At home, I like to read in my front yard. We have some seats set up, and in the afternoons on a warm day, with the breeze blowing through the trees and my dog pattering around, it’s when I feel most at peace. My dog likes when I read aloud to him- he just thinks I’m giving him attention.

Toilet reading: 

    a) Never do it

    b) Only my own books/phone/tablet/ereader

    c) Anything goes – library books, friends books, cornflake packets.

    d) I refuse to answer this question on the grounds that I may incriminate myself.

    e) Other _________

I come from a long line of toilet readers. As a careless teen I destroyed many a paperback from leaving them in the bathroom for extended periods. Let’s just say, there’s a reason you won’t find Harry Potter in my bookshelf anymore. And that reason is that they’re all completely wrecked. Order of the Phoenix doesn’t even have a cover anymore.

Romance fiction of the Happily Ever After (not the love tragedy) kind – are you a Lover or a Hater and why?

I’m always here for a gooey happy ending. I find that it’s the most delicious type of wish-fulfillment for me.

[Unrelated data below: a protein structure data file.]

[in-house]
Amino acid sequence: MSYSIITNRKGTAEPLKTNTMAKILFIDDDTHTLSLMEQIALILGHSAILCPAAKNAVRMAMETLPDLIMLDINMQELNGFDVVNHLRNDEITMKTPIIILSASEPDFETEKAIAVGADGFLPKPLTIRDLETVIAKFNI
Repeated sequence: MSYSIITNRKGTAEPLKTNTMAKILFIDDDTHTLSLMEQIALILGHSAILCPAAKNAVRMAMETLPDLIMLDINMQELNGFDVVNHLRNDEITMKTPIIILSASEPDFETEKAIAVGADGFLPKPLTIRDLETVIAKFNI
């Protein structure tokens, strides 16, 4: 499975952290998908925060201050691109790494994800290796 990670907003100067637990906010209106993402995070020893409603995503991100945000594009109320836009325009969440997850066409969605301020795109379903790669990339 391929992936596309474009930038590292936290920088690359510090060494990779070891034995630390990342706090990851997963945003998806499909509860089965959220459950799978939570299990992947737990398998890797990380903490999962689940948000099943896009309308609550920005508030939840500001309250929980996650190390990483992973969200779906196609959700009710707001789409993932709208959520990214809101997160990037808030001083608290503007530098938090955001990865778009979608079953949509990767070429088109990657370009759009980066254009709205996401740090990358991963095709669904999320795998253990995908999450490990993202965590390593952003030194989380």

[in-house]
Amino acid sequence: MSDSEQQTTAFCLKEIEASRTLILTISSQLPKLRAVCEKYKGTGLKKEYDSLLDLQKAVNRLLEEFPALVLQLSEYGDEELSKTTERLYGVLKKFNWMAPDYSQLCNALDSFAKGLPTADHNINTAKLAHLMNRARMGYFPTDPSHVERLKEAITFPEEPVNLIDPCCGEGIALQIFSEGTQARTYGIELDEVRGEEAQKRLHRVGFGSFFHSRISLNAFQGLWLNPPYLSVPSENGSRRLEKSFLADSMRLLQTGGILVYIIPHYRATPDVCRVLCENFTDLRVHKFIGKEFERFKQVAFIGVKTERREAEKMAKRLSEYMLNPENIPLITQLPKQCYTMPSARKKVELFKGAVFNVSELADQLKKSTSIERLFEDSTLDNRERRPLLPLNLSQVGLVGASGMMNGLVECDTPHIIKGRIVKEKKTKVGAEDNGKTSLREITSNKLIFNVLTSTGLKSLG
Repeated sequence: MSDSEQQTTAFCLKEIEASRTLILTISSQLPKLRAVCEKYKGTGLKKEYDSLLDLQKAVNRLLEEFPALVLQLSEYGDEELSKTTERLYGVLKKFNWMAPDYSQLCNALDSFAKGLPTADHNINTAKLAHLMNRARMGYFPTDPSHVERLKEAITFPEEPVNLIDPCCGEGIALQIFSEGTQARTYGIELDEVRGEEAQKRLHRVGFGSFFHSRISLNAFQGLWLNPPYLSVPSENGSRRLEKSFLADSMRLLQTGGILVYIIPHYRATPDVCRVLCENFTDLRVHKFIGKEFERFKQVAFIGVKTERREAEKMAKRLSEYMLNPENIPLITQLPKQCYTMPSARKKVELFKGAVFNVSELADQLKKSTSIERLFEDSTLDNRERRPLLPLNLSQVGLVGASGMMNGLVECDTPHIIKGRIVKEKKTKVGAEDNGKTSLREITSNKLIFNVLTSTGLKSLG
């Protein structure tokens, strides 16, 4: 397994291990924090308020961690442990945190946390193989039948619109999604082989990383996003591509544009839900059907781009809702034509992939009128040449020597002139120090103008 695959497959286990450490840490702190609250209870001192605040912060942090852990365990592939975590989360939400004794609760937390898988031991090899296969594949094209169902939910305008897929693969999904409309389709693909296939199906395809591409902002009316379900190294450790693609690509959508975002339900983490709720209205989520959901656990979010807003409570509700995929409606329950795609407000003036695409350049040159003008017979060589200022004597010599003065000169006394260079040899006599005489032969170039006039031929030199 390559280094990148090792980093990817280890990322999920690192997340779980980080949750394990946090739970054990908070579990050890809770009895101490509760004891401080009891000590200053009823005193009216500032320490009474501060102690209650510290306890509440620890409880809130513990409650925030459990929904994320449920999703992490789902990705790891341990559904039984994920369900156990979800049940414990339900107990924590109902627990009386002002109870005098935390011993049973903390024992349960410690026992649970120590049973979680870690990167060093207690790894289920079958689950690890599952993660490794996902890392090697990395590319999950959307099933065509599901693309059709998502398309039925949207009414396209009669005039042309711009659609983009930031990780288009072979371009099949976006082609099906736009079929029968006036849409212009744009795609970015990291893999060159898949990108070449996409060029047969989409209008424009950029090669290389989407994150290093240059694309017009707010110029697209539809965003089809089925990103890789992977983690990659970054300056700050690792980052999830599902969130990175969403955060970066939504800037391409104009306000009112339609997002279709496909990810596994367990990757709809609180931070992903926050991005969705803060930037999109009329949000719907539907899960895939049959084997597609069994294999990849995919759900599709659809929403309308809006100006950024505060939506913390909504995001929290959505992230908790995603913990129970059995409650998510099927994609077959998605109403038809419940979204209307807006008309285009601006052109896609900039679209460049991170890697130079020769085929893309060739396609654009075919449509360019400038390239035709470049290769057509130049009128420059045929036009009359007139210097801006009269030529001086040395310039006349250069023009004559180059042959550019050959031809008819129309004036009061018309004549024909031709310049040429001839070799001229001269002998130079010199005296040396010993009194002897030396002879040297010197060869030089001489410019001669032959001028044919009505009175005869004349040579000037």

What would you give up reading for**?

I like to think I have a measured approach to reading where I don’t read so much that it interferes with my life. I honestly don’t know if I would give up reading for any selfish reasons- reading is tied so much into who I am and what I’m doing for a living. It would be hard to be a librarian, work with computers, or do just about any of the things I do without reading! Unless we’re in a situation where you have a knife to the throat of someone I love, but I don’t think you would do that… Unless…

Can a romance/crime/super/etc hero be the driver of a hatchback?

I am here for any subversive imagery! I would accept an action protagonist riding into battle apocalyptic forces on a pushbike, out of breath, if it was amusing enough!